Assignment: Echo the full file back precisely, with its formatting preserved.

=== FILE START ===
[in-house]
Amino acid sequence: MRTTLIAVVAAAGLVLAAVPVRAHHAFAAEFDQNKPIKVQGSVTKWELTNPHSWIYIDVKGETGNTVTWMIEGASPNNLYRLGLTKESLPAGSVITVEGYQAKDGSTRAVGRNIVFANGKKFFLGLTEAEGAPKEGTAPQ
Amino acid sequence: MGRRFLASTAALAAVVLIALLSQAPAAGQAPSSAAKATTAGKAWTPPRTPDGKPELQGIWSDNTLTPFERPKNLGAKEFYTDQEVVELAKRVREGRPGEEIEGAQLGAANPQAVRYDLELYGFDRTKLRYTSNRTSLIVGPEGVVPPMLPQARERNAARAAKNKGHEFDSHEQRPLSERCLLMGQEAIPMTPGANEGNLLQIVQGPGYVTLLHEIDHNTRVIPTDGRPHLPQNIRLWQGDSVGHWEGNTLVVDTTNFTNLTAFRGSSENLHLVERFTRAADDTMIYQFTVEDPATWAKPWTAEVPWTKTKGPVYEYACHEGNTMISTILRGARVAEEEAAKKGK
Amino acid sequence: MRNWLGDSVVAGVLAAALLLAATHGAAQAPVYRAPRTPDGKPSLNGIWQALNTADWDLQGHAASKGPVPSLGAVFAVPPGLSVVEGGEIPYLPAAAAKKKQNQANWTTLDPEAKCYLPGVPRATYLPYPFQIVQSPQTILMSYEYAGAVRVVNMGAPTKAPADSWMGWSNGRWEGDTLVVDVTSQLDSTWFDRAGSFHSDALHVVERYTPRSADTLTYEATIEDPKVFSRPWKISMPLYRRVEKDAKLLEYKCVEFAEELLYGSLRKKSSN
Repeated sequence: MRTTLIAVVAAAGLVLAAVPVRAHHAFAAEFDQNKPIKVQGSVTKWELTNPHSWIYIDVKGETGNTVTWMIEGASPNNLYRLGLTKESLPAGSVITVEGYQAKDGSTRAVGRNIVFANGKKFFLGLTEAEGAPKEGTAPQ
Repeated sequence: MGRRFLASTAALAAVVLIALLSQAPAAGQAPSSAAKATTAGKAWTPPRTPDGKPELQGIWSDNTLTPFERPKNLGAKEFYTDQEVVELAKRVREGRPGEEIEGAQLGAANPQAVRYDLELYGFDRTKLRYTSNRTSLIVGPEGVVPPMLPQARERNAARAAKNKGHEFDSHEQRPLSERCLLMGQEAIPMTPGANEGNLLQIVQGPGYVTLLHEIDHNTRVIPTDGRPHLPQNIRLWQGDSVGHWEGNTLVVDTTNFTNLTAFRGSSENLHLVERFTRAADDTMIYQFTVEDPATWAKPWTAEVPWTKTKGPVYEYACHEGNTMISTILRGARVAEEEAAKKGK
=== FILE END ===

[in-house]
Amino acid sequence: MRTTLIAVVAAAGLVLAAVPVRAHHAFAAEFDQNKPIKVQGSVTKWELTNPHSWIYIDVKGETGNTVTWMIEGASPNNLYRLGLTKESLPAGSVITVEGYQAKDGSTRAVGRNIVFANGKKFFLGLTEAEGAPKEGTAPQ
Amino acid sequence: MGRRFLASTAALAAVVLIALLSQAPAAGQAPSSAAKATTAGKAWTPPRTPDGKPELQGIWSDNTLTPFERPKNLGAKEFYTDQEVVELAKRVREGRPGEEIEGAQLGAANPQAVRYDLELYGFDRTKLRYTSNRTSLIVGPEGVVPPMLPQARERNAARAAKNKGHEFDSHEQRPLSERCLLMGQEAIPMTPGANEGNLLQIVQGPGYVTLLHEIDHNTRVIPTDGRPHLPQNIRLWQGDSVGHWEGNTLVVDTTNFTNLTAFRGSSENLHLVERFTRAADDTMIYQFTVEDPATWAKPWTAEVPWTKTKGPVYEYACHEGNTMISTILRGARVAEEEAAKKGK
Amino acid sequence: MRNWLGDSVVAGVLAAALLLAATHGAAQAPVYRAPRTPDGKPSLNGIWQALNTADWDLQGHAASKGPVPSLGAVFAVPPGLSVVEGGEIPYLPAAAAKKKQNQANWTTLDPEAKCYLPGVPRATYLPYPFQIVQSPQTILMSYEYAGAVRVVNMGAPTKAPADSWMGWSNGRWEGDTLVVDVTSQLDSTWFDRAGSFHSDALHVVERYTPRSADTLTYEATIEDPKVFSRPWKISMPLYRRVEKDAKLLEYKCVEFAEELLYGSLRKKSSN
Repeated sequence: MRTTLIAVVAAAGLVLAAVPVRAHHAFAAEFDQNKPIKVQGSVTKWELTNPHSWIYIDVKGETGNTVTWMIEGASPNNLYRLGLTKESLPAGSVITVEGYQAKDGSTRAVGRNIVFANGKKFFLGLTEAEGAPKEGTAPQ
Repeated sequence: MGRRFLASTAALAAVVLIALLSQAPAAGQAPSSAAKATTAGKAWTPPRTPDGKPELQGIWSDNTLTPFERPKNLGAKEFYTDQEVVELAKRVREGRPGEEIEGAQLGAANPQAVRYDLELYGFDRTKLRYTSNRTSLIVGPEGVVPPMLPQARERNAARAAKNKGHEFDSHEQRPLSERCLLMGQEAIPMTPGANEGNLLQIVQGPGYVTLLHEIDHNTRVIPTDGRPHLPQNIRLWQGDSVGHWEGNTLVVDTTNFTNLTAFRGSSENLHLVERFTRAADDTMIYQFTVEDPATWAKPWTAEVPWTKTKGPVYEYACHEGNTMISTILRGARVAEEEAAKKGK